Two days ago, Israeli journalist Ari Shavit wrote a piece for Ynet's sister outlet Yedioth Ahronoth where he called on those opposing Benjamin Netanyahu to begin discussing the idea of him returning to power following the November 1 elections in a sensible manner.
Rather than making bully-like remarks, such as "we refuse to sit with him," Shavit suggested creating a list of values, policies, and proposals of Israel's center bloc, and all those who share said values can come "and sit with us," in a political alliance.
While Shavit is a man of wisdom, his piece reflects a poor assessment of reality and moral blindness. He blames the political crisis, open wounds in Israel's society, and the dysfunctional system on the center bloc's fixated obsession with rooting for anyone but Netanyahu.
I believe the reality to be just the opposite.
The source of the current political crisis, which will see Israel in a couple of months stage elections for the fifth time in two years, is Netanyahu!
He has dragged the country into election cycles time and time again, while scorning the values of truth and loyalty, which are supposed to act as the foundation of democracy, trampling on the judicial system and the principle of being equal before the law.
Our society's festering wounds are constantly picked at by Netanyahu, who continues to feed on bad blood, which he himself stirs up.
And no, it's not because the Israeli political center stopped believing in socialism or in peace. The falling education, healthcare, and transportation systems, as well as the long-lasting absence of accessible housing, are the aftermath of Netanyahu's decade-long premiership reign. And it's also not because of the centrist parties failed to disengage from the Palestinians.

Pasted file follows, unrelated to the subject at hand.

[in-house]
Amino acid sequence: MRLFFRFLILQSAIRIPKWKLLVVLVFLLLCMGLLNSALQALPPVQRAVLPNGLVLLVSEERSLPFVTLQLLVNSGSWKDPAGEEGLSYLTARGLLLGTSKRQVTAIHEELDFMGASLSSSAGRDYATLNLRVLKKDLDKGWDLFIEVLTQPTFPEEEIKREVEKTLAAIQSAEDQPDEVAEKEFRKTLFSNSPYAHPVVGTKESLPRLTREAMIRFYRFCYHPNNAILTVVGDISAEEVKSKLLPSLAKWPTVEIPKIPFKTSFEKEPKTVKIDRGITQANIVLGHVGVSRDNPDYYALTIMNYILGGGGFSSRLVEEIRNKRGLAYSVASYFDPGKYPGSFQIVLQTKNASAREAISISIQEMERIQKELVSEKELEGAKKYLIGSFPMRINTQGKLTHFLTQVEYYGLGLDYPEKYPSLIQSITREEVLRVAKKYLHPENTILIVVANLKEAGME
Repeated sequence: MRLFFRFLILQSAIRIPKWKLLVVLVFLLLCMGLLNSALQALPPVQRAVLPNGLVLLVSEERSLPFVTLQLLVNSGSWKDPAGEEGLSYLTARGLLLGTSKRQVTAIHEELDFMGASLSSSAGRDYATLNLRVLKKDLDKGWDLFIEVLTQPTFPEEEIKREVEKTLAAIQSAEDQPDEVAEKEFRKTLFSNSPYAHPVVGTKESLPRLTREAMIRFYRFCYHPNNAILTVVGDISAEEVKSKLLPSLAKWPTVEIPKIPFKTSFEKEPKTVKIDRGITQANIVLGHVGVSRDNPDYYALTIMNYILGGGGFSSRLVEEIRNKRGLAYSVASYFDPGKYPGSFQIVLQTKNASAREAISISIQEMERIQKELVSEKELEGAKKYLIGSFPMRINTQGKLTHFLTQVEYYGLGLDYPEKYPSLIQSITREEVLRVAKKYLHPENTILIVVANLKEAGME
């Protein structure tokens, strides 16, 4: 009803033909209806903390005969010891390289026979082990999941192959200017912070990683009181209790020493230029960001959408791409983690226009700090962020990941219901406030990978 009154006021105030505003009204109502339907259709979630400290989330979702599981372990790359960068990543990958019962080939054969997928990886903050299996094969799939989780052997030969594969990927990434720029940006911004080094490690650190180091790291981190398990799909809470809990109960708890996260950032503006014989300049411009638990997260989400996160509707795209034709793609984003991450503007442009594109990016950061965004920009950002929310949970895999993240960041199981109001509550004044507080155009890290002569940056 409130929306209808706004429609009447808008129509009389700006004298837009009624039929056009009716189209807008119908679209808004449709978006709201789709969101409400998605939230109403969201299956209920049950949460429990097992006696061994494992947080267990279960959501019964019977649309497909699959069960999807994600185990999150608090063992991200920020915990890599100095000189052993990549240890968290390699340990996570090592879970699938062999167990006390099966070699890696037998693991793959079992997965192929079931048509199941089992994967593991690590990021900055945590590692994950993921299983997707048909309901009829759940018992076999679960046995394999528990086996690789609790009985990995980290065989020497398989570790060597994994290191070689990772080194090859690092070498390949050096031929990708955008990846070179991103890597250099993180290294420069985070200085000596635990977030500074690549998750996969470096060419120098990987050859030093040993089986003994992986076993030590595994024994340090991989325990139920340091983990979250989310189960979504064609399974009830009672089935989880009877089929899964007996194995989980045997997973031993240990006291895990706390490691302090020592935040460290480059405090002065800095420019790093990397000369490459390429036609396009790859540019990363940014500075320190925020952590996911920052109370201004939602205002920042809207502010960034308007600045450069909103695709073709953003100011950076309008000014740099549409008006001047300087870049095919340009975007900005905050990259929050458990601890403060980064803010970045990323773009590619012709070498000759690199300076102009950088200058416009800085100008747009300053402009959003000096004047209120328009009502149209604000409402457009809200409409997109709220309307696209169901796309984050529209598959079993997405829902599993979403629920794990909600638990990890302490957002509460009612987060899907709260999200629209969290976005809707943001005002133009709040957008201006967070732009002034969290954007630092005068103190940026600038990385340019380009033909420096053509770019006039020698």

Not a gut feeling, but a well-reasoned assessment
In recent years, Netanyahu has lost touch with any form of restraint, while his cronies label anyone who goes against him as "traitors." Netanyahu and his followers are waging smear campaigns against their opponents, including Naftali Bennett, Benny Gantz, Gideon Sa'ar and Gilad Kariv. They are pressuring politicians - such as former coalition members Idit Silman and Nir Orbach - to switch sides, using methods more fitting for an organized crime group than a legitimate political entity.
Who can, or should, deal with a man like this in a "matter-of-fact" manner - as Shavit suggests? What sensible conversation can be held with him? With a man that has lied time after time to his many - now former - political partners.
What awaits this country if he indeed does get reelected? An overriding clause, dismissal of the attorney general, politicians appointed in place of Supreme Court justices, likely cancelation of his criminal trial - and all these are just the beginning.
In the State of Israel, where there is neither a constitution nor a checks and balances system, Netanyahu poses a real and imminent threat to the social order, to the separation of powers, and to democracy. And this is before we get into the package deal that he will bring with him to the Knesset - including far-right lawmaker Itamar Ben-Gvir, and other messianic racists, fanatics, and benighted politicians.
The calls to vote for "anyone but Netanyahu" are being said neither on a whim, nor out of an impulsive obsession - as Shavit claims.
These are calls that come from people with common sense and a clear perception of the reality and dangerous dynamics the Netanyahu/Ben-Gvir duo represents. These are calls to differentiate between anyone who believes in a rational state government that serves its citizens, and the dark alliance of messianic corruptness.
These are calls to bring to our attention that the absolute majority of Likud voters are worthy, intelligent, and patriotic citizens, and are not responsible for Netanyahu's faults or Ben-Gvir's racism. The Likud, without Netanyahu at its head, is a worthy ally in any government.